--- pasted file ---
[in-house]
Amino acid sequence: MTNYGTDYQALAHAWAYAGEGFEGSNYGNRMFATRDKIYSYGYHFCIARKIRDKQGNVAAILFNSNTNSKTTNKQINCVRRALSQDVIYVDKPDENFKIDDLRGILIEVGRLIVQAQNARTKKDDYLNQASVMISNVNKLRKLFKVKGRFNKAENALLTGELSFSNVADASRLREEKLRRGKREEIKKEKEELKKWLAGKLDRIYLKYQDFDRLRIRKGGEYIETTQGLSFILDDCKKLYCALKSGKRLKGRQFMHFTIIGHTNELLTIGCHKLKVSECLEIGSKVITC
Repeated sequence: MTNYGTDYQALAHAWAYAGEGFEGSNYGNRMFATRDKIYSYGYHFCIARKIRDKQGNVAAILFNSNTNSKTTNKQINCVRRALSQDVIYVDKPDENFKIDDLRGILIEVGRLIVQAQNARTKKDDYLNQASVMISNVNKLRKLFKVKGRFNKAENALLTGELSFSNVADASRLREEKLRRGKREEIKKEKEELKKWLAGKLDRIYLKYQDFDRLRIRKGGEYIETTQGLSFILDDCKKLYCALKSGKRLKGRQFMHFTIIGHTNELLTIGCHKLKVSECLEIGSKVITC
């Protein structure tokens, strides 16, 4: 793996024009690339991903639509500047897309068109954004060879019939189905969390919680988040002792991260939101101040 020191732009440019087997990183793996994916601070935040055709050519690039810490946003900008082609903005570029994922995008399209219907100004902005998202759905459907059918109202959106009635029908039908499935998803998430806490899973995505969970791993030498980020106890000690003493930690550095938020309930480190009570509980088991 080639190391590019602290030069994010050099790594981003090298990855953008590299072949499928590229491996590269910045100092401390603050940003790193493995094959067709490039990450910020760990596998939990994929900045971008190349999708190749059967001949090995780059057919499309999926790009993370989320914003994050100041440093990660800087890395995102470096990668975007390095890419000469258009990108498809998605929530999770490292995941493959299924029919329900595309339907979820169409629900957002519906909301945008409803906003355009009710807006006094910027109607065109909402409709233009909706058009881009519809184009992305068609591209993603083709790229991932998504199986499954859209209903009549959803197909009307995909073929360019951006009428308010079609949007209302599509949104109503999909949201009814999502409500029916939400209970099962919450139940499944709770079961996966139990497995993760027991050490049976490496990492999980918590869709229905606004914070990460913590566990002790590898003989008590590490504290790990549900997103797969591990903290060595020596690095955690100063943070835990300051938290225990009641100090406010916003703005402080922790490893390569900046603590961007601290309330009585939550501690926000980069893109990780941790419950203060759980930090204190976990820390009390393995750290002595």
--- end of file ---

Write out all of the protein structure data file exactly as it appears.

[in-house]
Amino acid sequence: MTNYGTDYQALAHAWAYAGEGFEGSNYGNRMFATRDKIYSYGYHFCIARKIRDKQGNVAAILFNSNTNSKTTNKQINCVRRALSQDVIYVDKPDENFKIDDLRGILIEVGRLIVQAQNARTKKDDYLNQASVMISNVNKLRKLFKVKGRFNKAENALLTGELSFSNVADASRLREEKLRRGKREEIKKEKEELKKWLAGKLDRIYLKYQDFDRLRIRKGGEYIETTQGLSFILDDCKKLYCALKSGKRLKGRQFMHFTIIGHTNELLTIGCHKLKVSECLEIGSKVITC
Repeated sequence: MTNYGTDYQALAHAWAYAGEGFEGSNYGNRMFATRDKIYSYGYHFCIARKIRDKQGNVAAILFNSNTNSKTTNKQINCVRRALSQDVIYVDKPDENFKIDDLRGILIEVGRLIVQAQNARTKKDDYLNQASVMISNVNKLRKLFKVKGRFNKAENALLTGELSFSNVADASRLREEKLRRGKREEIKKEKEELKKWLAGKLDRIYLKYQDFDRLRIRKGGEYIETTQGLSFILDDCKKLYCALKSGKRLKGRQFMHFTIIGHTNELLTIGCHKLKVSECLEIGSKVITC
């Protein structure tokens, strides 16, 4: 793996024009690339991903639509500047897309068109954004060879019939189905969390919680988040002792991260939101101040 020191732009440019087997990183793996994916601070935040055709050519690039810490946003900008082609903005570029994922995008399209219907100004902005998202759905459907059918109202959106009635029908039908499935998803998430806490899973995505969970791993030498980020106890000690003493930690550095938020309930480190009570509980088991 080639190391590019602290030069994010050099790594981003090298990855953008590299072949499928590229491996590269910045100092401390603050940003790193493995094959067709490039990450910020760990596998939990994929900045971008190349999708190749059967001949090995780059057919499309999926790009993370989320914003994050100041440093990660800087890395995102470096990668975007390095890419000469258009990108498809998605929530999770490292995941493959299924029919329900595309339907979820169409629900957002519906909301945008409803906003355009009710807006006094910027109607065109909402409709233009909706058009881009519809184009992305068609591209993603083709790229991932998504199986499954859209209903009549959803197909009307995909073929360019951006009428308010079609949007209302599509949104109503999909949201009814999502409500029916939400209970099962919450139940499944709770079961996966139990497995993760027991050490049976490496990492999980918590869709229905606004914070990460913590566990002790590898003989008590590490504290790990549900997103797969591990903290060595020596690095955690100063943070835990300051938290225990009641100090406010916003703005402080922790490893390569900046603590961007601290309330009585939550501690926000980069893109990780941790419950203060759980930090204190976990820390009390393995750290002595």